OFWs in Saudi Arabia find OAV registration schedule 'impractical'
In Jeddah, only three registered on the first day despite the long period for an information campaign.
Nonetheless, Consul Leo Tito Ausan, OAV chairman at the Philippine Consulate in Jeddah, said that there was no need to worry because six months remained before the end of registration.
He said that they had encountered no problems since registration started because all their equipment and administering officers were prepared. All that is needed now are the voters.
One of the reasons could be lack of information on the part of many OFWs. Alma Arevalo, for instance, claimed her husband was not even aware that the registration had started.
Arevalo said she was accompanying her friend to the consulate when she was asked to register. She took an application form for her husband.
Some members and leaders of the community complained that the schedule of the OAV registration – Saturdays to Wednesdays, 8 a.m. to 4 p.m. – was "impractical."
"I agree with the observation that the announced schedule [or] timing of the registration is not conducive to attaining the [Philippine government's] goal of registering at least a million OFW voters for the 2010 election," said Francis Oca of the OFW Congress in Riyadh in an e-mail to Ambassador Antonio Villamor.
Eli Mua of the group United OFW also said that the schedules were in fact meant to "discredit and downgrade" the registration.
"It is meant to discourage OFWs from registering; they seem not to [want to] help the thousands [of potential voters] but just to please the few," he said in an e-mail.
Mua said that the Commission on Elections (Comelec) should realize that it would beimpossible for most OFWs to leave their work just to register.
"Hindi puwede mag-absent ang OFW at hindi nag-bibigay ng special leave ang mga company dito, wala silang pakialam sa registration natin [OFWs can't absent themselvges and their employers do not grant special leaves, they do not care about our registration]," he said.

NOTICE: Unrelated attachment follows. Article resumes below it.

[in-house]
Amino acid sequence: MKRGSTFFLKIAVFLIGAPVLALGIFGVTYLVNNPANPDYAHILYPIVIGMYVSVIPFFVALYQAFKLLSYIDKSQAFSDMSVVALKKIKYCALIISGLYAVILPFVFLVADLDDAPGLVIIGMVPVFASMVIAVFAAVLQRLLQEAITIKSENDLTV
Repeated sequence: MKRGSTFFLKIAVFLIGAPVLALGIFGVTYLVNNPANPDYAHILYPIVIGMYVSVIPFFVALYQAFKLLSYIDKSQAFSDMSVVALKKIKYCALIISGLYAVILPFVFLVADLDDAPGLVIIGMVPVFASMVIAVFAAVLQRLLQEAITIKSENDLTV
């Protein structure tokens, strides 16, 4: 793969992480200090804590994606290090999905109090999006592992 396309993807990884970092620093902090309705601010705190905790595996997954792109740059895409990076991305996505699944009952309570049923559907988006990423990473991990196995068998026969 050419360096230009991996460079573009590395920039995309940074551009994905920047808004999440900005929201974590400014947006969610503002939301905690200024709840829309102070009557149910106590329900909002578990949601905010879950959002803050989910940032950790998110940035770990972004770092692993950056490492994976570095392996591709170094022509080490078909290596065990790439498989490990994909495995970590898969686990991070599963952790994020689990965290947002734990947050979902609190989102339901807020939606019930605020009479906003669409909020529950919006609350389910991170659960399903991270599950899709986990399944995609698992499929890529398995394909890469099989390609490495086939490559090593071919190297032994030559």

Ahmed Villaflores and Roberto Pardinas suggested that the registration be also held during Thursdays and Fridays, as had been done in the past, when most workers are free. Thursdays and Fridays are weekends in Saudi Arabia.
"Oo nga, mahirap masunod ang ganitong schedule kailangan pa lumiban sa trabaho [Yes, I agree, it would be difficult to follow the original schedule because we would have to be absent from work]," said Pardinas.
Oca suggested that the Philippine consulate and embassy in Saudi Arabia consider changing the registration schedules to Mondays to Wednesdays (9 a.m. to 1 p.m., 3 to 6 p. m.), and Thursdays and Fridays (10 a.m. to 5 p.m.).
He also asked the consulate to meet with community leaders and representatives from companies with a huge number of Filipino employees to "plan for onsite registrations and other measures which will ensure that majority of [OFWs] are able to register during the short period given [to them]."
In Jeddah, Ausan said that Filipinos in the Kingdom could still register until Aug. 31.
He said OFWs can go to the consulate or embassy during those days and wherever the Saudi government might permit the mobile OAV registration.
But militant groups like Migrante-Middle East have said that the shortened registration period might end up disenfranchising OFWs in Saudi Arabia.
The OAV registration was originally scheduled to open Dec. 1, 2008, but the Comelec moved it to Feb. 1 of this year without adjusting the last day of registration, which is on Aug. 31.
"[The] Comelec should not pass on the consequences of its own failure to OFWs such as the non-delivery of data capturing machines on time in different posts, which will lead to the disenfranchisement of overseas voters," Migrante-ME regional coordinator John Leonard Monterona said in a statement.
He also said it was unfair to shorten the registration period because based on previous OAV registrations nine months was not enough.
"Setting up of mobile or satellite registration centers should be coupled by a massive information dissemination campaign by concerned Philippine posts abroad. Otherwise, the essence of having an absentee voting will be defeated," Monterona said.
However, Ausan warned that the use of mobile registration centers would still be subject to the approval of the Saudi government.
“We can't do anything until the host government decides, but we are hopeful that they will give us authority so that our compatriots in far away places will have the opportunity to register," he said.
Only 8,427 Filipinos in Saudi Arabia were recorded to have registered in 2005 to 2006 while 97,000 registered in 2003. - Ronaldo Concha and Kimberly Jane Tan, GMANews.TV